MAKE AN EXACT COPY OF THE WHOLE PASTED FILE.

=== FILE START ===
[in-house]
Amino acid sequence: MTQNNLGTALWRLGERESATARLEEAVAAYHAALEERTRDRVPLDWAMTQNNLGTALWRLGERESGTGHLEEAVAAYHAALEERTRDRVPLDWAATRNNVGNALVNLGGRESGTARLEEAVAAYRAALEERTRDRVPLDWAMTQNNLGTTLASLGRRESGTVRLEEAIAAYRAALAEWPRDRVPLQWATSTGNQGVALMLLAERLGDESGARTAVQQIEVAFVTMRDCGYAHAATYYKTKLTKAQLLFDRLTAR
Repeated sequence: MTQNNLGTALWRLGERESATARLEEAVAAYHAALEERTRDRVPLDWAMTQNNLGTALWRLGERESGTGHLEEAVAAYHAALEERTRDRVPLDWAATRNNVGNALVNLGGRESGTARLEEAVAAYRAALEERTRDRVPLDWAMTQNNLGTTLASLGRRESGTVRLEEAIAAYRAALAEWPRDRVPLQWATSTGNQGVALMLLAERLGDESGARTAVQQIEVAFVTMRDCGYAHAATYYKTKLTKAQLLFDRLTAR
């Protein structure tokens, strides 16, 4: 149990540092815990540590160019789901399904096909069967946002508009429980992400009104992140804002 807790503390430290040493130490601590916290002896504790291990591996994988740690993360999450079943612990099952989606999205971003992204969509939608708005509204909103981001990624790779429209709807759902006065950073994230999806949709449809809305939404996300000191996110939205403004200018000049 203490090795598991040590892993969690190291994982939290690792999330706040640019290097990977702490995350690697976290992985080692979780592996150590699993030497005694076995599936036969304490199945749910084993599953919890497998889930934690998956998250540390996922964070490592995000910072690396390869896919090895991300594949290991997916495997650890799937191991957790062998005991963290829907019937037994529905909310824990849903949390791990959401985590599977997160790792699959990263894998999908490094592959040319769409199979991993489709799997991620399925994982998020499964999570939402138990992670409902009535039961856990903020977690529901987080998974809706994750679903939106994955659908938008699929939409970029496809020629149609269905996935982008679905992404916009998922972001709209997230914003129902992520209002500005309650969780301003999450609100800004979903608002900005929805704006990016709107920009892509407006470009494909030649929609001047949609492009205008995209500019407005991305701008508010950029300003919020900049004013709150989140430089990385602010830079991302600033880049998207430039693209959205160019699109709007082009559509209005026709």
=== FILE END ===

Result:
[in-house]
Amino acid sequence: MTQNNLGTALWRLGERESATARLEEAVAAYHAALEERTRDRVPLDWAMTQNNLGTALWRLGERESGTGHLEEAVAAYHAALEERTRDRVPLDWAATRNNVGNALVNLGGRESGTARLEEAVAAYRAALEERTRDRVPLDWAMTQNNLGTTLASLGRRESGTVRLEEAIAAYRAALAEWPRDRVPLQWATSTGNQGVALMLLAERLGDESGARTAVQQIEVAFVTMRDCGYAHAATYYKTKLTKAQLLFDRLTAR
Repeated sequence: MTQNNLGTALWRLGERESATARLEEAVAAYHAALEERTRDRVPLDWAMTQNNLGTALWRLGERESGTGHLEEAVAAYHAALEERTRDRVPLDWAATRNNVGNALVNLGGRESGTARLEEAVAAYRAALEERTRDRVPLDWAMTQNNLGTTLASLGRRESGTVRLEEAIAAYRAALAEWPRDRVPLQWATSTGNQGVALMLLAERLGDESGARTAVQQIEVAFVTMRDCGYAHAATYYKTKLTKAQLLFDRLTAR
């Protein structure tokens, strides 16, 4: 149990540092815990540590160019789901399904096909069967946002508009429980992400009104992140804002 807790503390430290040493130490601590916290002896504790291990591996994988740690993360999450079943612990099952989606999205971003992204969509939608708005509204909103981001990624790779429209709807759902006065950073994230999806949709449809809305939404996300000191996110939205403004200018000049 203490090795598991040590892993969690190291994982939290690792999330706040640019290097990977702490995350690697976290992985080692979780592996150590699993030497005694076995599936036969304490199945749910084993599953919890497998889930934690998956998250540390996922964070490592995000910072690396390869896919090895991300594949290991997916495997650890799937191991957790062998005991963290829907019937037994529905909310824990849903949390791990959401985590599977997160790792699959990263894998999908490094592959040319769409199979991993489709799997991620399925994982998020499964999570939402138990992670409902009535039961856990903020977690529901987080998974809706994750679903939106994955659908938008699929939409970029496809020629149609269905996935982008679905992404916009998922972001709209997230914003129902992520209002500005309650969780301003999450609100800004979903608002900005929805704006990016709107920009892509407006470009494909030649929609001047949609492009205008995209500019407005991305701008508010950029300003919020900049004013709150989140430089990385602010830079991302600033880049998207430039693209959205160019699109709007082009559509209005026709």